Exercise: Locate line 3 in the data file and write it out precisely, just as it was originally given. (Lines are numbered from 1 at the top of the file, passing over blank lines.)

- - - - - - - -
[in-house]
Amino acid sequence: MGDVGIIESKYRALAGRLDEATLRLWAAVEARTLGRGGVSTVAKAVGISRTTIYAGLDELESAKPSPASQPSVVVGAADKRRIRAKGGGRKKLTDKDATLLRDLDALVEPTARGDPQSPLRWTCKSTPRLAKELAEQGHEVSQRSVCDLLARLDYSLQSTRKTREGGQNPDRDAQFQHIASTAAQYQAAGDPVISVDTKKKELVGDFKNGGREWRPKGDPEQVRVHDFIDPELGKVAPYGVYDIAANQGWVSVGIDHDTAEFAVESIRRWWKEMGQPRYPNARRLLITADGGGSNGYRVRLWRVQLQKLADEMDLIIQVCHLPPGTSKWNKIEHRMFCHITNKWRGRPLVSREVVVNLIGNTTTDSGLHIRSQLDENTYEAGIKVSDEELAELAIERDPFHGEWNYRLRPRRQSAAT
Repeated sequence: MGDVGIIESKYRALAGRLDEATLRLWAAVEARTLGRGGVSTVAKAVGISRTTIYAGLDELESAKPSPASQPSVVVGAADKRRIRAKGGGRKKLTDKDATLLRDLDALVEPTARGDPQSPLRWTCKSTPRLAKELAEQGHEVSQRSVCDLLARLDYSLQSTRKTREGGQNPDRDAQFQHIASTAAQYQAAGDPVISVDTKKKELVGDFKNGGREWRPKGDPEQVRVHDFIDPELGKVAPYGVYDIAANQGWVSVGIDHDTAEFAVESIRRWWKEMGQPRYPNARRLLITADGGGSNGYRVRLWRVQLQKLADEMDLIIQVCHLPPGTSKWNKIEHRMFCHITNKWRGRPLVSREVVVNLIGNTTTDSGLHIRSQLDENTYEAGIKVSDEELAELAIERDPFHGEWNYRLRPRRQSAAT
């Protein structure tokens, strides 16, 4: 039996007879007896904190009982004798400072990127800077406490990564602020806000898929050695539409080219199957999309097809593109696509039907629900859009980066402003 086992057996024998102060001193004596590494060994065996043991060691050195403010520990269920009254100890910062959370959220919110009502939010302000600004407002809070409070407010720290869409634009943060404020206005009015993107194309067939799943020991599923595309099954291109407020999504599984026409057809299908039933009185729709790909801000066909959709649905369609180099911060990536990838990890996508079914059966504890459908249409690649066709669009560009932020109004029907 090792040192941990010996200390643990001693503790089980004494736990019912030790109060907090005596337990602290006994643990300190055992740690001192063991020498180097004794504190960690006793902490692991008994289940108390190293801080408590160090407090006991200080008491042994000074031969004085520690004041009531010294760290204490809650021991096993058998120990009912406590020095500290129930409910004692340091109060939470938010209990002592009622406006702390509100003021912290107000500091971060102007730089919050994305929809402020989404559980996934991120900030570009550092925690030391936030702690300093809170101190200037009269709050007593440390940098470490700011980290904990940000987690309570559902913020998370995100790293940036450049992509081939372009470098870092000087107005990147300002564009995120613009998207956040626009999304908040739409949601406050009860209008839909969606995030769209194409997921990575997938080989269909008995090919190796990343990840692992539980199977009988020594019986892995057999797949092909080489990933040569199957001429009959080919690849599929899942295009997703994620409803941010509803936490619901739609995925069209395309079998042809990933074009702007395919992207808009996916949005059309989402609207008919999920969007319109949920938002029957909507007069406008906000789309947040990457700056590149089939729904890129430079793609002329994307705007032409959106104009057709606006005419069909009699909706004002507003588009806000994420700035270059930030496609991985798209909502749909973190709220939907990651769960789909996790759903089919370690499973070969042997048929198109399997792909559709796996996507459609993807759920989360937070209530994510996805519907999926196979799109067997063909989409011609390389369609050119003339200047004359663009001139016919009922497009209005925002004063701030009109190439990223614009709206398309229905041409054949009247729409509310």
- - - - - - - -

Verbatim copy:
Repeated sequence: MGDVGIIESKYRALAGRLDEATLRLWAAVEARTLGRGGVSTVAKAVGISRTTIYAGLDELESAKPSPASQPSVVVGAADKRRIRAKGGGRKKLTDKDATLLRDLDALVEPTARGDPQSPLRWTCKSTPRLAKELAEQGHEVSQRSVCDLLARLDYSLQSTRKTREGGQNPDRDAQFQHIASTAAQYQAAGDPVISVDTKKKELVGDFKNGGREWRPKGDPEQVRVHDFIDPELGKVAPYGVYDIAANQGWVSVGIDHDTAEFAVESIRRWWKEMGQPRYPNARRLLITADGGGSNGYRVRLWRVQLQKLADEMDLIIQVCHLPPGTSKWNKIEHRMFCHITNKWRGRPLVSREVVVNLIGNTTTDSGLHIRSQLDENTYEAGIKVSDEELAELAIERDPFHGEWNYRLRPRRQSAAT